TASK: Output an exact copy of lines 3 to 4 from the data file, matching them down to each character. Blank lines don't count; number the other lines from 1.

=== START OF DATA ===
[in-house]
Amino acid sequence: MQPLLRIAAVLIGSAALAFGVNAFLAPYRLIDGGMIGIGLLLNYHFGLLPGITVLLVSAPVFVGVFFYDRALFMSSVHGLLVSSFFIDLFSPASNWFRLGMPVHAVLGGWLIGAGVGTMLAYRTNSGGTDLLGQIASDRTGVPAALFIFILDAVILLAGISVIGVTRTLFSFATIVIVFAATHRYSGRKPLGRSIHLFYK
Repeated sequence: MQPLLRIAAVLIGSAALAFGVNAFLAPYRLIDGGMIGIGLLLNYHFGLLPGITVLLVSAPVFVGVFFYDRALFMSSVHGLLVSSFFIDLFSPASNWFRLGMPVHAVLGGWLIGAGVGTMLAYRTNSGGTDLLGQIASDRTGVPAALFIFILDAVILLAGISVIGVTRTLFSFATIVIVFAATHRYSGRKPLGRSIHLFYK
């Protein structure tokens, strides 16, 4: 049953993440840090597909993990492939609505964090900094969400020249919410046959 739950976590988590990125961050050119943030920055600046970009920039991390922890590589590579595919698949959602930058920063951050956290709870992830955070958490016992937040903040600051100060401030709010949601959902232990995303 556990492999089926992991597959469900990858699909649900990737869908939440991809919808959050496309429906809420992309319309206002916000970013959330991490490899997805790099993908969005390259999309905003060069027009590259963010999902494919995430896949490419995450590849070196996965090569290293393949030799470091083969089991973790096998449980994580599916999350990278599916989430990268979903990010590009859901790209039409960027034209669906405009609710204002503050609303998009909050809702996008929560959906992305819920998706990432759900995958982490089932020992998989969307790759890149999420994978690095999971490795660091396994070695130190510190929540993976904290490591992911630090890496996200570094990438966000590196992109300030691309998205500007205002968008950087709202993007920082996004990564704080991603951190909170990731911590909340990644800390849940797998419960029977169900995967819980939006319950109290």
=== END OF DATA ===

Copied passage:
Repeated sequence: MQPLLRIAAVLIGSAALAFGVNAFLAPYRLIDGGMIGIGLLLNYHFGLLPGITVLLVSAPVFVGVFFYDRALFMSSVHGLLVSSFFIDLFSPASNWFRLGMPVHAVLGGWLIGAGVGTMLAYRTNSGGTDLLGQIASDRTGVPAALFIFILDAVILLAGISVIGVTRTLFSFATIVIVFAATHRYSGRKPLGRSIHLFYK
């Protein structure tokens, strides 16, 4: 049953993440840090597909993990492939609505964090900094969400020249919410046959 739950976590988590990125961050050119943030920055600046970009920039991390922890590589590579595919698949959602930058920063951050956290709870992830955070958490016992937040903040600051100060401030709010949601959902232990995303 556990492999089926992991597959469900990858699909649900990737869908939440991809919808959050496309429906809420992309319309206002916000970013959330991490490899997805790099993908969005390259999309905003060069027009590259963010999902494919995430896949490419995450590849070196996965090569290293393949030799470091083969089991973790096998449980994580599916999350990278599916989430990268979903990010590009859901790209039409960027034209669906405009609710204002503050609303998009909050809702996008929560959906992305819920998706990432759900995958982490089932020992998989969307790759890149999420994978690095999971490795660091396994070695130190510190929540993976904290490591992911630090890496996200570094990438966000590196992109300030691309998205500007205002968008950087709202993007920082996004990564704080991603951190909170990731911590909340990644800390849940797998419960029977169900995967819980939006319950109290």